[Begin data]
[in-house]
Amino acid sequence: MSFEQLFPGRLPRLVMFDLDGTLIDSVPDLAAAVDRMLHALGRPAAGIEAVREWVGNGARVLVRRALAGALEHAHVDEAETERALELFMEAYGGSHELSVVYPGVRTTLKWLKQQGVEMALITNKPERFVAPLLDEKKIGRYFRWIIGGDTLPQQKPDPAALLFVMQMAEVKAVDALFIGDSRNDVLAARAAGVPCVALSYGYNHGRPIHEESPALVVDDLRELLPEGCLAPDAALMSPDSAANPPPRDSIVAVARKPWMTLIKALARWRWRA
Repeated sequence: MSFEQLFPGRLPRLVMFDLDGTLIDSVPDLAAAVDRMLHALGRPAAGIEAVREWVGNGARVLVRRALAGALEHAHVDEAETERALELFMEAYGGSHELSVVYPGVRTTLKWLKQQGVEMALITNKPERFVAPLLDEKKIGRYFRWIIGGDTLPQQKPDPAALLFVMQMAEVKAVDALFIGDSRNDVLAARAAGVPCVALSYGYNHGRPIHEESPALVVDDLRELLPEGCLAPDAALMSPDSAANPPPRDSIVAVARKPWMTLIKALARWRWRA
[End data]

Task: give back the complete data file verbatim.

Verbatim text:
[in-house]
Amino acid sequence: MSFEQLFPGRLPRLVMFDLDGTLIDSVPDLAAAVDRMLHALGRPAAGIEAVREWVGNGARVLVRRALAGALEHAHVDEAETERALELFMEAYGGSHELSVVYPGVRTTLKWLKQQGVEMALITNKPERFVAPLLDEKKIGRYFRWIIGGDTLPQQKPDPAALLFVMQMAEVKAVDALFIGDSRNDVLAARAAGVPCVALSYGYNHGRPIHEESPALVVDDLRELLPEGCLAPDAALMSPDSAANPPPRDSIVAVARKPWMTLIKALARWRWRA
Repeated sequence: MSFEQLFPGRLPRLVMFDLDGTLIDSVPDLAAAVDRMLHALGRPAAGIEAVREWVGNGARVLVRRALAGALEHAHVDEAETERALELFMEAYGGSHELSVVYPGVRTTLKWLKQQGVEMALITNKPERFVAPLLDEKKIGRYFRWIIGGDTLPQQKPDPAALLFVMQMAEVKAVDALFIGDSRNDVLAARAAGVPCVALSYGYNHGRPIHEESPALVVDDLRELLPEGCLAPDAALMSPDSAANPPPRDSIVAVARKPWMTLIKALARWRWRA